Rev. Dr. Anika Wilson-Brown installed as lead pastor of Union Temple Baptist Church
WASHINGTON—The four-day celebration of the installment of the Rev. Anika Wilson-Brown, Ph.D., as the new lead pastor of Union Temple Baptist Church was full of pomp and circumstance that recognized the church’s illustrious history and the vision for a more impactful future.
“I’m here to honor you (Rev. Anika Wilson-Brown) on behalf of 700,000 Washingtonians,” said Mayor Muriel Bowser at the installation service. “Anika, I’m here to celebrate a woman faith leader. Reverend Dr. Anika, I’m here to speak for daughters carrying the torch from their fathers.”
Rev. Wilson-Brown steps into the shoes of her father, the Rev. Willie F. Wilson, pastor emeritus of the church for nearly 50 years. She became the first woman to lead the church in its 53-year history. Rev. Wilson explained that his daughter had been pastoring for nearly two years and that her installation was postponed because of the pandemic.
“Executive Pastor Retired (Pastor Mary) and I are hallelujah happy and peacock proud to see our daughter assume the mantle of Union Temple as Lead Pastor,” said Rev. Wilson.
“When I named pastor ‘A’ Anika, little did I know until genealogical research uncovered that this is the name of her initial ancestor brought to America as a slave from West Africa. Anika means ‘brilliant, fearless, favored, unique sweet face.’ She is all of that and more,” he added.
Rev. Willie Wilson is considered by many to be a legend in the nation’s capital because of his various accomplishments in his decades long leadership of Union Temple, according to the church website, www.uniontempledc.com. The church was founded in 1967 by the late Reverend Chester R. Smallwood. Rev. Wilson took over as pastor in 1973 with the then-active membership of 30.
Since then, news reports have chronicled his history in the city’s political life, and as a close friend of the late former four-term D.C. Mayor and City Councilman, Marion S. Barry. Wilson was also a mayoral candidate in 2002 and was the executive director of the Million Man March in 1995.
Under Wilson’s leadership the church has grown to an estimated 8,000 members, according to the church website. Headline speakers have included: South Africa President Nelson Mandela, anti-apartheid activist Winnie Mandela, the Rev. Jesse Jackson, the Honorable Minister Louis Farrakhan of the Nation of Islam, Dr. Dorothy Height, Dr. Bernice King, daughter of slain civil rights leader Rev. Dr. Martin Luther King Jr., and Rosa Parks, as well as many other politicians and political activists.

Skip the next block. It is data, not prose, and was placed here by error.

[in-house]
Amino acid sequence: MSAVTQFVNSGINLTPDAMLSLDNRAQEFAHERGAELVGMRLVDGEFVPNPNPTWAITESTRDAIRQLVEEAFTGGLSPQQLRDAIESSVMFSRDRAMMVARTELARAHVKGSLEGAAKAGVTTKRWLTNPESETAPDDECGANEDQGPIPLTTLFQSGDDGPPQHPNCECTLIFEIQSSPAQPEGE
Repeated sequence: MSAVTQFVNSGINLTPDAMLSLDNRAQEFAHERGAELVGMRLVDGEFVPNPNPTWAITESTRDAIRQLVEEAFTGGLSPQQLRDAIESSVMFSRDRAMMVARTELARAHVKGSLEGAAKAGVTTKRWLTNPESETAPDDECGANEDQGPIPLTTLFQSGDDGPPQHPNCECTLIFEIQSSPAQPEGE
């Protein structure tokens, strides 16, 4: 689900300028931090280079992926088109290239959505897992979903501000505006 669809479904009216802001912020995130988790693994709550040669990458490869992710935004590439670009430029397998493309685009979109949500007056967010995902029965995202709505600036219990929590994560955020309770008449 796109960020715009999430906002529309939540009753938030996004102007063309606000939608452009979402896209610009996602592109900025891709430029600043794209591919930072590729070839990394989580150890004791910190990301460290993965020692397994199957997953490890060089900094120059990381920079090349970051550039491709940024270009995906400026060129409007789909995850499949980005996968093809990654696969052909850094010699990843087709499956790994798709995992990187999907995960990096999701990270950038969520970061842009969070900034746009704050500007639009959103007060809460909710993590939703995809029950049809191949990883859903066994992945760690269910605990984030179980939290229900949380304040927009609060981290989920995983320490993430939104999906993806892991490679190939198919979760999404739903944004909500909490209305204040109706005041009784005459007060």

“When a father as great as the Rev. Willie Wilson wants to let his daughter take his place in a cherished ministerial post, which he’s served so well for 48 years, it reminds me of Jesus looking for whom will carry the standard,” said Minister Farrakhan April 23 at the installation via a recording. “He found Peter and he said, well, Peter if you are such a great fisherman, if you follow me, I’ll make you a fisher of men and Peter chose to follow Jesus.”
The Minister continued: “He was a great disciple, but he did slip. He did fall, but Jesus prayed for him that his faith would not fail him all together. When he was restored in faith, he went and strengthened the Christian community. My dear beloved sister may God guide you. May He increase you in knowledge, wisdom, understanding and power that your ministry will put Satan to a perpetual flight from the hearts and minds of those who come to hear you and those whom you bring to Him.
“May God make your ministry a great, great source of pleasure for Him who sits high and looks low and grants us all the opportunity to be just like Him,” he added.